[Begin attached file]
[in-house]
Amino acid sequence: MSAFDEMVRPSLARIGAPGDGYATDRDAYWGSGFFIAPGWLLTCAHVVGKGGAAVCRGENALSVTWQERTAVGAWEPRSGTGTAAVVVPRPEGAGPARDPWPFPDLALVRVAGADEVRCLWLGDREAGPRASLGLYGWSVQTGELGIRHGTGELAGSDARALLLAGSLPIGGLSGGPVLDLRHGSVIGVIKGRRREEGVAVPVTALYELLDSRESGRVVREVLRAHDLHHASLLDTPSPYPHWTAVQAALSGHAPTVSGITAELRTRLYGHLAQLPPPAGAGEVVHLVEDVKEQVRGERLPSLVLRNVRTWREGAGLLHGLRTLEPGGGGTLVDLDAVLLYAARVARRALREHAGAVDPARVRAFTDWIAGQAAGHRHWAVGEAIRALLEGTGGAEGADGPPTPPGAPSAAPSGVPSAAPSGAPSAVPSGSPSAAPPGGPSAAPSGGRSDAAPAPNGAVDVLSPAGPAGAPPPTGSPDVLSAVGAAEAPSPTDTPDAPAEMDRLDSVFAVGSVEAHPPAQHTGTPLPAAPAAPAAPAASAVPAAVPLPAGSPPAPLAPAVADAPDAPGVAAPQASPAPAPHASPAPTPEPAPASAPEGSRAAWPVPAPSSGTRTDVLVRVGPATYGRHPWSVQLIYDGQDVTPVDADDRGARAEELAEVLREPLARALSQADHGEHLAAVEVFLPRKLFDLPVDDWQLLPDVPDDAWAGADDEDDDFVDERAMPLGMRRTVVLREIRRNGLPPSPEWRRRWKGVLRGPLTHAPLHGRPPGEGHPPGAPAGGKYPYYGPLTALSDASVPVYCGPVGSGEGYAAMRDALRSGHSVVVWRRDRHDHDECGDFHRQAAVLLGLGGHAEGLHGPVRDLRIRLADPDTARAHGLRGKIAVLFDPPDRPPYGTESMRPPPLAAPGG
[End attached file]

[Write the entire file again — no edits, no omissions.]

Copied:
[in-house]
Amino acid sequence: MSAFDEMVRPSLARIGAPGDGYATDRDAYWGSGFFIAPGWLLTCAHVVGKGGAAVCRGENALSVTWQERTAVGAWEPRSGTGTAAVVVPRPEGAGPARDPWPFPDLALVRVAGADEVRCLWLGDREAGPRASLGLYGWSVQTGELGIRHGTGELAGSDARALLLAGSLPIGGLSGGPVLDLRHGSVIGVIKGRRREEGVAVPVTALYELLDSRESGRVVREVLRAHDLHHASLLDTPSPYPHWTAVQAALSGHAPTVSGITAELRTRLYGHLAQLPPPAGAGEVVHLVEDVKEQVRGERLPSLVLRNVRTWREGAGLLHGLRTLEPGGGGTLVDLDAVLLYAARVARRALREHAGAVDPARVRAFTDWIAGQAAGHRHWAVGEAIRALLEGTGGAEGADGPPTPPGAPSAAPSGVPSAAPSGAPSAVPSGSPSAAPPGGPSAAPSGGRSDAAPAPNGAVDVLSPAGPAGAPPPTGSPDVLSAVGAAEAPSPTDTPDAPAEMDRLDSVFAVGSVEAHPPAQHTGTPLPAAPAAPAAPAASAVPAAVPLPAGSPPAPLAPAVADAPDAPGVAAPQASPAPAPHASPAPTPEPAPASAPEGSRAAWPVPAPSSGTRTDVLVRVGPATYGRHPWSVQLIYDGQDVTPVDADDRGARAEELAEVLREPLARALSQADHGEHLAAVEVFLPRKLFDLPVDDWQLLPDVPDDAWAGADDEDDDFVDERAMPLGMRRTVVLREIRRNGLPPSPEWRRRWKGVLRGPLTHAPLHGRPPGEGHPPGAPAGGKYPYYGPLTALSDASVPVYCGPVGSGEGYAAMRDALRSGHSVVVWRRDRHDHDECGDFHRQAAVLLGLGGHAEGLHGPVRDLRIRLADPDTARAHGLRGKIAVLFDPPDRPPYGTESMRPPPLAAPGG